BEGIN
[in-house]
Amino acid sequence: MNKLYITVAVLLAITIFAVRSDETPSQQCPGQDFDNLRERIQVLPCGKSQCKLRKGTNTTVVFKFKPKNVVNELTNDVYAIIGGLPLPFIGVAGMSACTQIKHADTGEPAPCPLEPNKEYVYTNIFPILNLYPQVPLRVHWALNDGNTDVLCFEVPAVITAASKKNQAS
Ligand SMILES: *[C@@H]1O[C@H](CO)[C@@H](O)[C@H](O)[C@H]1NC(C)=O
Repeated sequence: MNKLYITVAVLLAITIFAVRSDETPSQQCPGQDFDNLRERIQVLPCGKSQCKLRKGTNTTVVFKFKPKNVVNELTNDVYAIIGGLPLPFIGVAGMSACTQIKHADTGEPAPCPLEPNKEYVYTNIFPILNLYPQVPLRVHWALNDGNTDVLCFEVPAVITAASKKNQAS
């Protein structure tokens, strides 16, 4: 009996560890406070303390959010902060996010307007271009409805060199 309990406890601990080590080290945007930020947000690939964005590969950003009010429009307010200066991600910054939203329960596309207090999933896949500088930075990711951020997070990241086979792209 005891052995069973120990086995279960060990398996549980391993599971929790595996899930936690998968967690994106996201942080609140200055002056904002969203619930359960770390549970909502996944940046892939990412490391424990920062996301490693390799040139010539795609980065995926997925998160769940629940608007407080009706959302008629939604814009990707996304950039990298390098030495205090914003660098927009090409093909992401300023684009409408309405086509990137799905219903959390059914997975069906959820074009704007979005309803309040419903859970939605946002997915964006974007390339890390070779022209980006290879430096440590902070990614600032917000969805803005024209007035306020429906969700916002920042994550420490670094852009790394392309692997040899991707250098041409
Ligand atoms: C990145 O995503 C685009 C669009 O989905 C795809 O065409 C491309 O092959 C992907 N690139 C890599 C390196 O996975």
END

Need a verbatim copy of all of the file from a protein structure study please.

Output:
[in-house]
Amino acid sequence: MNKLYITVAVLLAITIFAVRSDETPSQQCPGQDFDNLRERIQVLPCGKSQCKLRKGTNTTVVFKFKPKNVVNELTNDVYAIIGGLPLPFIGVAGMSACTQIKHADTGEPAPCPLEPNKEYVYTNIFPILNLYPQVPLRVHWALNDGNTDVLCFEVPAVITAASKKNQAS
Ligand SMILES: *[C@@H]1O[C@H](CO)[C@@H](O)[C@H](O)[C@H]1NC(C)=O
Repeated sequence: MNKLYITVAVLLAITIFAVRSDETPSQQCPGQDFDNLRERIQVLPCGKSQCKLRKGTNTTVVFKFKPKNVVNELTNDVYAIIGGLPLPFIGVAGMSACTQIKHADTGEPAPCPLEPNKEYVYTNIFPILNLYPQVPLRVHWALNDGNTDVLCFEVPAVITAASKKNQAS
């Protein structure tokens, strides 16, 4: 009996560890406070303390959010902060996010307007271009409805060199 309990406890601990080590080290945007930020947000690939964005590969950003009010429009307010200066991600910054939203329960596309207090999933896949500088930075990711951020997070990241086979792209 005891052995069973120990086995279960060990398996549980391993599971929790595996899930936690998968967690994106996201942080609140200055002056904002969203619930359960770390549970909502996944940046892939990412490391424990920062996301490693390799040139010539795609980065995926997925998160769940629940608007407080009706959302008629939604814009990707996304950039990298390098030495205090914003660098927009090409093909992401300023684009409408309405086509990137799905219903959390059914997975069906959820074009704007979005309803309040419903859970939605946002997915964006974007390339890390070779022209980006290879430096440590902070990614600032917000969805803005024209007035306020429906969700916002920042994550420490670094852009790394392309692997040899991707250098041409
Ligand atoms: C990145 O995503 C685009 C669009 O989905 C795809 O065409 C491309 O092959 C992907 N690139 C890599 C390196 O996975």